Ice Breaker Ideas for Customer Service Training
Ice breakers are an important part of customer service training. A good ice breaker idea is designed to get the group focused on training and not on an issue left back at their desk or at home. Ice breakers will help the group feel more comfortable interacting. They will aid in teaching customer service skills such as listening, patience and the importance of a positive attitude. Ice breaker ideas for customer service training can be fun and energizing.
True, True, False: This icebreaker is a great way to get the group talking and interacting. It will also teach them the importance of listening to, and observing, a client for clues as to what they are really saying. Have everyone in the group say three things about themselves. Two are true and one is not. The rest of the group guesses which one is the lie.
You Don't Really Know Me: Ask each person to give a brief overview of her history with the company or industry. Then ask each person to state a little-known fact about themselves. This icebreaker gets the group talking and listening. It works well with mixed levels of employees as it humanizes the higher-ups and makes them seem more approachable to the rest of the group.
Customer Service: The participants describe a memorable customer service moment they have experienced in their own lives. This can be a positive or negative experience. For the negative experiences, the group can then brainstorm ideas of how things could have been handled differently to make the experience a positive one.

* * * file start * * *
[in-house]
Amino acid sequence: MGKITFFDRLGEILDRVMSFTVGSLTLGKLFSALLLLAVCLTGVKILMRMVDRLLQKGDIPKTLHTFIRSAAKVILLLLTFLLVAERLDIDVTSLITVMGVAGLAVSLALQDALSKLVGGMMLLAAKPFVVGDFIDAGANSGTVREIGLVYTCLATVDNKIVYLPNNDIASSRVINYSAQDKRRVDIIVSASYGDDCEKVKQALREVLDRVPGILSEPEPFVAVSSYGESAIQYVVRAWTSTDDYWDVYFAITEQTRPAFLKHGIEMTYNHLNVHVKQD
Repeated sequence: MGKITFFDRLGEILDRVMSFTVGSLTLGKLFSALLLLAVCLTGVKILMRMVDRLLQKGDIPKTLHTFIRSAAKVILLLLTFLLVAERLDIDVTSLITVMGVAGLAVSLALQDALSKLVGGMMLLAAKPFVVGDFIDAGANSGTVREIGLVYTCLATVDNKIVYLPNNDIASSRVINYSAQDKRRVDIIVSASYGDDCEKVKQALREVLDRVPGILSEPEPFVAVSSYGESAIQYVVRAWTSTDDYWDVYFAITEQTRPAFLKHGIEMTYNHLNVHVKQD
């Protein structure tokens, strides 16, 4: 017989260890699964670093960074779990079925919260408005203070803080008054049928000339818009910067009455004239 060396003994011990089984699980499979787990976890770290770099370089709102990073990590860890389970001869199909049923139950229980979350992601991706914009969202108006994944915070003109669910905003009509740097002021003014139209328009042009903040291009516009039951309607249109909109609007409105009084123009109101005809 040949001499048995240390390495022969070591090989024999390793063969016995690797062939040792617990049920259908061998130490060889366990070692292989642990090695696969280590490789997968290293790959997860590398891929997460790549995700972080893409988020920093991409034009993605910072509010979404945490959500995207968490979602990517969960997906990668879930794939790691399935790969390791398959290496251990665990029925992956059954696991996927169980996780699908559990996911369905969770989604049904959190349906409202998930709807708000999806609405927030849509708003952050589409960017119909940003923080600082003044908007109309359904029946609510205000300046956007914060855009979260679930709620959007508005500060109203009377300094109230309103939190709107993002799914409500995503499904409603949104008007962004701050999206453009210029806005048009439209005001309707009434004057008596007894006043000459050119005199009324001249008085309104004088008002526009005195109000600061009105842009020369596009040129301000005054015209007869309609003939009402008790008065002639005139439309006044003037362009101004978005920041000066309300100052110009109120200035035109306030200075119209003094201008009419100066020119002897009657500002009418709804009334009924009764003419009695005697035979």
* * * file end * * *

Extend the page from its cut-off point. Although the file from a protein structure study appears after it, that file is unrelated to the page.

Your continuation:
Who Am I?: This icebreaker idea gets people talking, asking probing questions, and deciphering responses. Tape a card with the name of someone famous, or an important member of your company, to the back of some participants. They must ask questions of other people in the group and attempt to decipher whose name is written on the card. Be careful to use names that everyone will know.
Puzzle: Hand out pieces of a puzzle to the group. Everyone must find a person with a piece that matches their puzzle piece. Eventually the whole group will complete the puzzle. Aim for puzzles with a small amount of large pieces or this activity could be too long. This idea will get the group talking and interacting. It will also show how everyone is interdependent on each other to get a job completed.